Nerd For Tech
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Nerd For Tech

Speed up Gitlab CI by using fewer steps in the pipeline

When I was writing on how to do Flutter test reports in Gitlab Ci I noticed my pipeline was split into three steps:

  • linting
  • test run
  • coverage report

When I first set this up, it felt “prettier” to me. They were all independent and if one step failed I could easily see which.

However, writing the post on test reports the thought struck me, won’t each step require the container to initialize? Won’t this take time?

It definitely looks like pulling down the container, even if from the cache, indeed slow things down:

So, today I can share the outcome of testing this for real.

Input jobs

I compared two identical script runs, one with the original three job pipeline and one with all three jobs joined into a single step.

Below you will find the raw Gitlab CI YAML files for reference.

The original three-stage file

The single-stage file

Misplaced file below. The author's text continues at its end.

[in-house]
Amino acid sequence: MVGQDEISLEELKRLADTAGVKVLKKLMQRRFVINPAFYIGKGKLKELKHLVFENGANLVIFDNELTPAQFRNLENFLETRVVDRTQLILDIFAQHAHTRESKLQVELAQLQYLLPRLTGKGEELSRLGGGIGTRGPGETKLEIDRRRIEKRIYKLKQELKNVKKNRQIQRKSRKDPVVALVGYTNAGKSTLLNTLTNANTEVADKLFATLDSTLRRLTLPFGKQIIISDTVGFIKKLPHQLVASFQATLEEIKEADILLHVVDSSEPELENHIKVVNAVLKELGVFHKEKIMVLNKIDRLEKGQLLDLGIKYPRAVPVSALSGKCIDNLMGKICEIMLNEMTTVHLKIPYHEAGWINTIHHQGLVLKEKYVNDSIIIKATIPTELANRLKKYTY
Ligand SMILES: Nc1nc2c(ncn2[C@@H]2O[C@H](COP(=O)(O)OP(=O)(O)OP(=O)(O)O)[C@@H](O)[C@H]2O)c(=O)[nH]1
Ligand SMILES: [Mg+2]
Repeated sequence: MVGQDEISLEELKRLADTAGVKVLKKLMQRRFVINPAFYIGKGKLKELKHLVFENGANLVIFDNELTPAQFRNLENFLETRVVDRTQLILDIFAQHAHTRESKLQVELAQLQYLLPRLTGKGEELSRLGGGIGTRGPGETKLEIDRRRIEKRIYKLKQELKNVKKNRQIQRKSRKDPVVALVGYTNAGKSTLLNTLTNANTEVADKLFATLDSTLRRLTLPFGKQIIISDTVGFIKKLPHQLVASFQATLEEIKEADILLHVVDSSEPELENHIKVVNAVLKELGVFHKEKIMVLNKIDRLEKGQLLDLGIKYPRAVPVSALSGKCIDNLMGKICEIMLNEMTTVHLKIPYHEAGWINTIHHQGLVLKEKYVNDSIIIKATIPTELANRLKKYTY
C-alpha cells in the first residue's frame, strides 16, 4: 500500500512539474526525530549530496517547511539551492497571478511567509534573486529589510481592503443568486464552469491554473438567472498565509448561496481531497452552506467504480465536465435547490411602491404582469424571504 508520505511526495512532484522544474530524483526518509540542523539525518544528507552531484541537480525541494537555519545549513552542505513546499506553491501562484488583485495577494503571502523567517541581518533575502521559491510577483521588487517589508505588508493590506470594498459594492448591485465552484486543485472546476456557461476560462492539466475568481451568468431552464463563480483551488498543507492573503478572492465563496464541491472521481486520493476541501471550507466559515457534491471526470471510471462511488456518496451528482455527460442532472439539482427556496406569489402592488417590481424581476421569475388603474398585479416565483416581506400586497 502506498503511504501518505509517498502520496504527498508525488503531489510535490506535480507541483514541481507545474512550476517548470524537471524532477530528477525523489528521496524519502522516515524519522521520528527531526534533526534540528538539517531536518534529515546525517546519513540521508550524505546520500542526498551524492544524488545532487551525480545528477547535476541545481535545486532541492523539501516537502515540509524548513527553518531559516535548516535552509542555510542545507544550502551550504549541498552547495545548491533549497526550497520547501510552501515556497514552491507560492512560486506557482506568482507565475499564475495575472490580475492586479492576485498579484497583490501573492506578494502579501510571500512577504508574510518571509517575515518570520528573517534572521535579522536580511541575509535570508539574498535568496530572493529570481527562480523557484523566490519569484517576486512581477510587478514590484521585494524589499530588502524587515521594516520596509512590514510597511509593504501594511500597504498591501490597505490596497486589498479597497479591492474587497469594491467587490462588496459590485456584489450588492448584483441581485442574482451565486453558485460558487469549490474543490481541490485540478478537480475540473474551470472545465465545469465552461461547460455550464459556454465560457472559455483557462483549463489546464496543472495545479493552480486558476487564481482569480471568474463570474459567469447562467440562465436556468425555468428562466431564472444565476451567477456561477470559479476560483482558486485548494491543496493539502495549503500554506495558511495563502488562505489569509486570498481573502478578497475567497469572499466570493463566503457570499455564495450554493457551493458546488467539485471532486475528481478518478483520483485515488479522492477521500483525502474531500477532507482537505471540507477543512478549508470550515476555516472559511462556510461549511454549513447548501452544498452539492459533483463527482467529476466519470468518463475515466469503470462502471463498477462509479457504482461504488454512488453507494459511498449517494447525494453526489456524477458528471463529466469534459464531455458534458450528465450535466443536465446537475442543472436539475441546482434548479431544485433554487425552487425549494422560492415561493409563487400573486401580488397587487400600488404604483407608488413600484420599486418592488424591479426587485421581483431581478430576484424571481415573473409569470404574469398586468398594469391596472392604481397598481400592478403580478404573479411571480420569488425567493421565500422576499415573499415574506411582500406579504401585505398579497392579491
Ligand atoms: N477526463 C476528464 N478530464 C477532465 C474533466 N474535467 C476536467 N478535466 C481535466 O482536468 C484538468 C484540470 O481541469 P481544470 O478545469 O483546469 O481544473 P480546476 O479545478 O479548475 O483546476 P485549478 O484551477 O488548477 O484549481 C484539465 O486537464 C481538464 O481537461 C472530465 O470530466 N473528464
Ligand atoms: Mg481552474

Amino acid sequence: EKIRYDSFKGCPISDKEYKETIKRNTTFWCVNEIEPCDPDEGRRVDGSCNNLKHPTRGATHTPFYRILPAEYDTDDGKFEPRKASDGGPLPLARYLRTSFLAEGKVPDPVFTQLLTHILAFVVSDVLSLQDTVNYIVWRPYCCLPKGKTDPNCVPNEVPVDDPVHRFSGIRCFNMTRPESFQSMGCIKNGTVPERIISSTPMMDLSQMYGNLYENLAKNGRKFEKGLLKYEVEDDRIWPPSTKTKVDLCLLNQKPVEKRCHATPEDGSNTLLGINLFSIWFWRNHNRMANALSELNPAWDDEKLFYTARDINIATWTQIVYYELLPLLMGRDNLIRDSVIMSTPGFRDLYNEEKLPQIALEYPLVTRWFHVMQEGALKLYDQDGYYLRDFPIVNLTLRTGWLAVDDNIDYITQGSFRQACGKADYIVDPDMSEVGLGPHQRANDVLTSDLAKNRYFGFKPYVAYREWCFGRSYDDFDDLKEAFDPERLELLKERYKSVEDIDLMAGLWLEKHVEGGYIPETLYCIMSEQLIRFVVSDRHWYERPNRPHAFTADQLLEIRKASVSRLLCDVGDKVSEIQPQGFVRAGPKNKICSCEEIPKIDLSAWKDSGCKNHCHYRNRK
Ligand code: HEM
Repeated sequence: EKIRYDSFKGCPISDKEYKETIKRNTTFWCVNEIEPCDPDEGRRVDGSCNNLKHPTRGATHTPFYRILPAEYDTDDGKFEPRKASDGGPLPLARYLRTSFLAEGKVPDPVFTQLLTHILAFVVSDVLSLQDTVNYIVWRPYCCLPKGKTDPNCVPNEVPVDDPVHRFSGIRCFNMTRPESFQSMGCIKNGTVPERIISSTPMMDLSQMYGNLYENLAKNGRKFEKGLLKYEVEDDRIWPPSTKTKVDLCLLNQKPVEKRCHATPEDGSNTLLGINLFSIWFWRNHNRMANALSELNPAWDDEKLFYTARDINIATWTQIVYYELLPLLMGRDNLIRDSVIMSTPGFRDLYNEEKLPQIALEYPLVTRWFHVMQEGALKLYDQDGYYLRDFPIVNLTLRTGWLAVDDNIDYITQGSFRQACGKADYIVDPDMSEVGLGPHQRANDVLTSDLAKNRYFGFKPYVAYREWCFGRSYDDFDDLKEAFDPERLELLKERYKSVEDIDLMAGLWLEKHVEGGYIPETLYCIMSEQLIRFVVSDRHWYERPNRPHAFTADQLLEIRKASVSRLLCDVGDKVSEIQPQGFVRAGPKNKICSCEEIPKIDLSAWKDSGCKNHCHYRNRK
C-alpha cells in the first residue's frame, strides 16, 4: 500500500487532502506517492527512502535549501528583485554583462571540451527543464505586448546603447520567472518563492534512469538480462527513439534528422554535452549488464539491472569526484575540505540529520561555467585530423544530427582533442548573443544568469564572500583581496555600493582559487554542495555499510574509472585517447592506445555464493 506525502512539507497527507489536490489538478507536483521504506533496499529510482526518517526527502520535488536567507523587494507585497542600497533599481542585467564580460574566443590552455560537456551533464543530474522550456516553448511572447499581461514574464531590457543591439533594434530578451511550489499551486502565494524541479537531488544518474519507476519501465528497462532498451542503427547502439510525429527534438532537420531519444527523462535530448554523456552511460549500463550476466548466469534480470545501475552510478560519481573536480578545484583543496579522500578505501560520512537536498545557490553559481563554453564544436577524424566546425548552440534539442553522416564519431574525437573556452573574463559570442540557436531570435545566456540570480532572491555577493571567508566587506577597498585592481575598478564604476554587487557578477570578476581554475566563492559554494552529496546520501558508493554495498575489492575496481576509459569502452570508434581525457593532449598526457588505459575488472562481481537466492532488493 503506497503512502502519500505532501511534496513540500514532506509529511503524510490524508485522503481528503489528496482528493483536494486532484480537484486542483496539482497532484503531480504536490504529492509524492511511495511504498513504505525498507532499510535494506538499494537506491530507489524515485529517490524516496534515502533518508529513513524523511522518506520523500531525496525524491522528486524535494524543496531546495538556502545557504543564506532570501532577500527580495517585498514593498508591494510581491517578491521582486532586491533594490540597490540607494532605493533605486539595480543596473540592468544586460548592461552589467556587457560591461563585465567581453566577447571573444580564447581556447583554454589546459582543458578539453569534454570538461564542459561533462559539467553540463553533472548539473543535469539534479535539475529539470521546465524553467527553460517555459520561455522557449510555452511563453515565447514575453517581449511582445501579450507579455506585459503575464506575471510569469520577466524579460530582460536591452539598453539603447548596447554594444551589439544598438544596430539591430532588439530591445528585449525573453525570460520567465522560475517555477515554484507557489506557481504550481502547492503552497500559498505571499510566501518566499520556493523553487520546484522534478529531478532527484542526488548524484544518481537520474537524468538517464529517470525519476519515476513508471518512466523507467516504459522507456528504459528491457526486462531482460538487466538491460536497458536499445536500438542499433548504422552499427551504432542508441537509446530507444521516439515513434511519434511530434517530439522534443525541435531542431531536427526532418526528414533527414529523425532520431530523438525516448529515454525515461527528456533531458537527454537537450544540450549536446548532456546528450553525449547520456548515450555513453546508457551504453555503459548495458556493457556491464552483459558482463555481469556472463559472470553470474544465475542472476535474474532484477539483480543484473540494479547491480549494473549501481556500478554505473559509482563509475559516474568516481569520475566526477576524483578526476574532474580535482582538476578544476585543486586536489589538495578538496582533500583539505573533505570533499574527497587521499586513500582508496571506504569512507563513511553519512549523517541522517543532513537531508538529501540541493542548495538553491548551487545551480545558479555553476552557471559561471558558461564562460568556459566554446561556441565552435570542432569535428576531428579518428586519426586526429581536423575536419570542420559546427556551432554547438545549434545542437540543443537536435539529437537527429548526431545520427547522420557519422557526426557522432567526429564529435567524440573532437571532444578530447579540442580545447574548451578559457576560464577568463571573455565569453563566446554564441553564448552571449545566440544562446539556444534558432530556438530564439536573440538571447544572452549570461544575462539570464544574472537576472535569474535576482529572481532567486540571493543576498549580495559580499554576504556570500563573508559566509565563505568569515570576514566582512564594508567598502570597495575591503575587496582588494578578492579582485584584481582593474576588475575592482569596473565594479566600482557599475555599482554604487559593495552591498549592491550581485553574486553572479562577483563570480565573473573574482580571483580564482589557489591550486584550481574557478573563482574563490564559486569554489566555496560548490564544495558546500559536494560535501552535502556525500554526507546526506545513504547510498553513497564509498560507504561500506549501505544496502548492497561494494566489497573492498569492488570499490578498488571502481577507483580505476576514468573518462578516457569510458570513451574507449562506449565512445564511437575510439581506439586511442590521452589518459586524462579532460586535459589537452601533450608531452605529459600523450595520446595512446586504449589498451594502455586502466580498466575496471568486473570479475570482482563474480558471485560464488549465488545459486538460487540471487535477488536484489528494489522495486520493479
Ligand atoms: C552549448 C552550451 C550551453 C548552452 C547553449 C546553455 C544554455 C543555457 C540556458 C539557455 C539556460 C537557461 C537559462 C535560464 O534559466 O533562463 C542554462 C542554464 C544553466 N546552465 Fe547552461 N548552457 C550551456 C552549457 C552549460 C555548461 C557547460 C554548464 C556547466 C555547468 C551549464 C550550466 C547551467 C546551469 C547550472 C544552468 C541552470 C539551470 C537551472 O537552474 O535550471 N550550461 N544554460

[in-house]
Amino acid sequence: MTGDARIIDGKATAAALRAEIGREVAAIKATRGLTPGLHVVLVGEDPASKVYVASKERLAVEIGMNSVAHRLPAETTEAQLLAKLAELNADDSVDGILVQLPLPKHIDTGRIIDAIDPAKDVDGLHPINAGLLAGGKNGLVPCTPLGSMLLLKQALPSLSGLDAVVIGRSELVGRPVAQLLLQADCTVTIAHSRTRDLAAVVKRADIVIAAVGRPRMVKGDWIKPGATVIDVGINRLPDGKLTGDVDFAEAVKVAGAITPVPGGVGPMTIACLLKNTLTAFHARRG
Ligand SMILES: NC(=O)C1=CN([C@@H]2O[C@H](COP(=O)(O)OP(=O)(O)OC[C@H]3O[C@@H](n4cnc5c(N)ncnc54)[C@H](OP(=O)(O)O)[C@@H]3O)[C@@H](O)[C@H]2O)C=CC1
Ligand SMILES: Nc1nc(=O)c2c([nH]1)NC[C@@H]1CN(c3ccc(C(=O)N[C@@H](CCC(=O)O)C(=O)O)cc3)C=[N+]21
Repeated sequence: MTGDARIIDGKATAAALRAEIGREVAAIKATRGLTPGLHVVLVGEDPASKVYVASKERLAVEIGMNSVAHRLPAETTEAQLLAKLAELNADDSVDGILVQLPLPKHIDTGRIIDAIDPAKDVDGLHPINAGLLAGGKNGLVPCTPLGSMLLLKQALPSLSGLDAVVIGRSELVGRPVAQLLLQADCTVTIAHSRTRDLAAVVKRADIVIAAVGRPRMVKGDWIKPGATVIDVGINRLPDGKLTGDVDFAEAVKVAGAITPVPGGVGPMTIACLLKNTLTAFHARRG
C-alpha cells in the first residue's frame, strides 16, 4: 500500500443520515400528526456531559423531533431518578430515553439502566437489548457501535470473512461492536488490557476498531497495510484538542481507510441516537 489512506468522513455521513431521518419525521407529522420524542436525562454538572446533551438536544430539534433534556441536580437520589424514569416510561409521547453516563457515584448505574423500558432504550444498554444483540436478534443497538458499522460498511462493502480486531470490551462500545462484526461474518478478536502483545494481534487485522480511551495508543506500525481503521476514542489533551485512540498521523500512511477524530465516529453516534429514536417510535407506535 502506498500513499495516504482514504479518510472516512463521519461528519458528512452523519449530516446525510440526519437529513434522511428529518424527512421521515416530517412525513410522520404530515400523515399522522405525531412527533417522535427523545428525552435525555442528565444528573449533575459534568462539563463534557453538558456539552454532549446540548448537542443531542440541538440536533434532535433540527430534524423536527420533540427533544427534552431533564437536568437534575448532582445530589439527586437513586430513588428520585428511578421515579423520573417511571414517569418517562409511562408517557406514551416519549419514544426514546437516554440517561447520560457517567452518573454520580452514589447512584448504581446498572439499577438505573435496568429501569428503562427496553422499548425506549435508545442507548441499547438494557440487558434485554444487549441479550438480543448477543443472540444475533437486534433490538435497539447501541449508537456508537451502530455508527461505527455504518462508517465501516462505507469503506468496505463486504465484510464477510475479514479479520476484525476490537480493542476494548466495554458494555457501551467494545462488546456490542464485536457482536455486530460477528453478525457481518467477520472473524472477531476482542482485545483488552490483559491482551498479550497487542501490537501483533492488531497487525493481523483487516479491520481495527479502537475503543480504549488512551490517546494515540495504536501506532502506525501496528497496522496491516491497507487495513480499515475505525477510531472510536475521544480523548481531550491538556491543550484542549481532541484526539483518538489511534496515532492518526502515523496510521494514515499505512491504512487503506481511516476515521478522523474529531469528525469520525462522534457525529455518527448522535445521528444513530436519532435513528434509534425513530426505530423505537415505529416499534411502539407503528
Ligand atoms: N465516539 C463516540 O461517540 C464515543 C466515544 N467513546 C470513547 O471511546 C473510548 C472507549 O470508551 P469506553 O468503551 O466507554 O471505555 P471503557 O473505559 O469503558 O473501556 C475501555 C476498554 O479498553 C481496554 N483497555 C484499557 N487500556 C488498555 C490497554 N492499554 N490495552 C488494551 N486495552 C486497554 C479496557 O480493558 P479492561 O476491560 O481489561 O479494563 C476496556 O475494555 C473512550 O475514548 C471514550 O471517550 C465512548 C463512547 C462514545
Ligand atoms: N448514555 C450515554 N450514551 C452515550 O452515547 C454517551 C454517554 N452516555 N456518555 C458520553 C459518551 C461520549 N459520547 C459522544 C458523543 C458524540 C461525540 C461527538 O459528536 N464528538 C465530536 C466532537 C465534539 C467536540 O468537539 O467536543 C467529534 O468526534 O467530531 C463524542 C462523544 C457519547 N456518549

The winner is..

So how did these two compare?

Optimized Gitlab CI job by joining all three jobs into one

It looks like we save almost two minutes by joining the step. As I suspected, preparing the docker-machine executor is the culprit. Since this only happens once now, the job runs 80 seconds faster (2x41s).

Other optimisations

Though I won’t cover it in this article, I also tried optimizing the linting, caching packages and improving the container initialization time. I am still editing these though but I’ll link them in once ready. If you follow my account you’ll get a ping when they come out.


So finally, the solution I’ve gone for is to stick with my homegrown Flutter container and joining all steps into a single one, saving about two minutes.

This may sound like a silly optimization but it really helps my impatience when I’m merging to release.

What prompted me to do this though, was that I ran out of my 400 build minutes with Gitlab. A change from 7 to 5 minutes now affords me another 20 commits daily for free, a good 1/3 improvement. Small wins 🤣

Also, if you are interested in other parts of my setup, read about test reports in Gitlab and how to show the coverage in Gitlab merge requests.



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David Dikman

David Dikman

Active reader, developer, manager, entrepreneur & sporadic writer here and at Currently working at